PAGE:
How 22Cans' Curiosity helped shape Godus

Peter Molyneux's studio 22Cans released Curiosity: What's Inside The Cube as an experiment to gather information that could be used in the development of its upcoming god game for touch devices, Godus.

Speaking to Polygon, Molyneux said the reason the studio made Curiosity was so it could understand how consumers use touch devices like the iPad and smartphones, when they use these devices and what they use them for. Part of the rationale was to look at people's "play profile" and allow the ways people interact with the devices to dictate the kind of games the studio makes.

"It turns out that some people interact with the device as a way to relax — it's a way to calm themselves, and you see it from the profile of the way they play," Molyneux said. "They'll play first thing in the morning while they're having a cup of coffee, they'll play last thing at night to wind down and relax, and that led me to believe that a lot of console gaming is about adrenaline — it's all about a more dramatic way to pump up our adrenaline — whereas tablet devices are more about relaxation and taking the time and fitting it around your life.

"So what we've done is put a lot more gameplay in the Homeworld because we know that people will be playing this in a relaxing way."

"It's easy for me to guess that people like relaxation, but was there a way I could measure it? So what we did was some very simple analytics [with Curiosity]."

According to Molyneux, 22Cans measured how often and how quickly people tapped the screen versus the time of day they tapped in their local timezone. The studio found that certain people would go on Curiosity to tap as many cubes as possible during the tiny slices of free time they had during the day, such as in between meetings and lunch breaks, while another group of people who played in the morning and at night for relaxation purposes approached the game thoughtfully and tapped at individual blocks slowly.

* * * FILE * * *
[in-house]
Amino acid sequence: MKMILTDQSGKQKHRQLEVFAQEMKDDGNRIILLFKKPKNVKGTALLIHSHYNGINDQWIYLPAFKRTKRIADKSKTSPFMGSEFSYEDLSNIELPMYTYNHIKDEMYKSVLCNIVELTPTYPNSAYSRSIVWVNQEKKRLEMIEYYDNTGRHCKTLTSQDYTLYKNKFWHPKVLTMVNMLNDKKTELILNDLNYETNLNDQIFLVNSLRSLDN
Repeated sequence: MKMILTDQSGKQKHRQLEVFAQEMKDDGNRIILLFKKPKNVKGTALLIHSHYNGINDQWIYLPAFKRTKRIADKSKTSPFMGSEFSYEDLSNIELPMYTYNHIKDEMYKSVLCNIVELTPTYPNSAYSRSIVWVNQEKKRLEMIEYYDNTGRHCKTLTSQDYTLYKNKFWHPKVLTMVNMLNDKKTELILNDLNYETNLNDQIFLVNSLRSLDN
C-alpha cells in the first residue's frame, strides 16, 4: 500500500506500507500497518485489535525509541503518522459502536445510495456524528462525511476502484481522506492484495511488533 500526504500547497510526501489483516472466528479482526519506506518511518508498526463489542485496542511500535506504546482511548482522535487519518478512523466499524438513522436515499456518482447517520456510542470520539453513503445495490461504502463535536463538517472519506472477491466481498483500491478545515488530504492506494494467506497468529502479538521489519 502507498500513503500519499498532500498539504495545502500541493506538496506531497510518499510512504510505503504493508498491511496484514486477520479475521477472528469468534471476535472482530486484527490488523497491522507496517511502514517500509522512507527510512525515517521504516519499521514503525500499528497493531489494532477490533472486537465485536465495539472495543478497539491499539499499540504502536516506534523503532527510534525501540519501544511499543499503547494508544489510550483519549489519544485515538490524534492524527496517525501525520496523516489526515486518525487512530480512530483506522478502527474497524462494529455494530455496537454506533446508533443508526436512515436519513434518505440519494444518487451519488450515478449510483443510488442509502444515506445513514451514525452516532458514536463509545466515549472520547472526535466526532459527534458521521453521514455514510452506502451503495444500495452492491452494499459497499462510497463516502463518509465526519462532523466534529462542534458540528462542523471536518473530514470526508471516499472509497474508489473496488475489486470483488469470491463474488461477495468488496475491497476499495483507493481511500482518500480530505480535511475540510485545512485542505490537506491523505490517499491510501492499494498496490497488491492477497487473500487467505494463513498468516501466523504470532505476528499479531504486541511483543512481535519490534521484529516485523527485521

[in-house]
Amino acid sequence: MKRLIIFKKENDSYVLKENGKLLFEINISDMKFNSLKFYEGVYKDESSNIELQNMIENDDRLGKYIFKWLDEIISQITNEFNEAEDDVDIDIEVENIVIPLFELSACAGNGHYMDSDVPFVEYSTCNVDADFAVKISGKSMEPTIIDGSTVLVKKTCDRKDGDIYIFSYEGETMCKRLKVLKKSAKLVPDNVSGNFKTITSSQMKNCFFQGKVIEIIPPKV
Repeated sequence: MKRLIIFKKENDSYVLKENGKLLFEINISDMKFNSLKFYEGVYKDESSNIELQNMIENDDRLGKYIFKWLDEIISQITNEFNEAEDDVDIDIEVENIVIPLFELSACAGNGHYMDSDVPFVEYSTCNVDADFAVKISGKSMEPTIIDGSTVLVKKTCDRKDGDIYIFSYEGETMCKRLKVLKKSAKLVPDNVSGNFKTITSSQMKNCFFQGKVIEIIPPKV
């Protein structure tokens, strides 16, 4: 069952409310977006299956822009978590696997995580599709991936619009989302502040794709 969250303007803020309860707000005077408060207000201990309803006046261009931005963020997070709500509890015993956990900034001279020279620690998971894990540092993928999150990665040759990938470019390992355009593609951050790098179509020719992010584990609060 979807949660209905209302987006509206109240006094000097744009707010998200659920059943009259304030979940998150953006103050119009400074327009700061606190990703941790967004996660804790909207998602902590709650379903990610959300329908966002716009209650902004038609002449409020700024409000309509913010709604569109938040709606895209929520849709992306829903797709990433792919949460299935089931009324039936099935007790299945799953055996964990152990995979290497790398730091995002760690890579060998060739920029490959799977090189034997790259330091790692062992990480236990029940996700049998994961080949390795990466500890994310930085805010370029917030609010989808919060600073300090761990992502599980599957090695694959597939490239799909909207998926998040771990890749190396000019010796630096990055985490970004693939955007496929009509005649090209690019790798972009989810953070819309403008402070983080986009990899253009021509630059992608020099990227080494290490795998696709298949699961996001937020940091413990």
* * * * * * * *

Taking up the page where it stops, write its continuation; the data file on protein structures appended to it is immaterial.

"That inspired us to have confidence in our core gameplay mechanic in Godus," he said.

In Godus, players have a hub called Homeworld where they can push and pull at the land to change its form, and it is in this Homeworld that they build their civilization. Initially, the core part of the game was something connected to the Homeworld — battles. The idea was that most players would spend time in battles, fighting the enemy AI or other players, and the Homeworld would serve as a kind of lobby that they would only visit for resources. Molyneux said that as a result of Curiosity, the studio learned that most people who interact with touch devices are not looking for adrenaline-pumping, confronting experiences, so this led to the team drawing some of the gameplay focus back to the Homeworld.

Molyneux gave us an example of winning a ginger-haired person.

Players will still be able to take part in a variety of battles ranging from one versus one to clan versus clan to any other number of players versus the same number of players. These battles will offer opportunities for players to increase the size of their clans and bring home rewards that can change the way their society evolves (Molyneux gave us an example of winning a ginger-haired person, which can then lead to ginger-haired children and diversity within the clan). However, these battles will no longer be the sole focus of the game.

"Before Curiosity, we thought that a lot of your time would be spent in battle ... then afterwards, we realized that people were really enjoying simple, relaxing gameplay. So what we've done is put a lot more gameplay in the Homeworld because we know that people will be playing this in a relaxing way, and it was only through the tests of Curiosity that we learned this."

Godus is currently in development for Windows PC, Max, iOS, Android and Linux. The game was successfully Kickstarted in December 2012. It was recently announced that the player who arrived at the core of Curiosity will take on the role of God in Godus.

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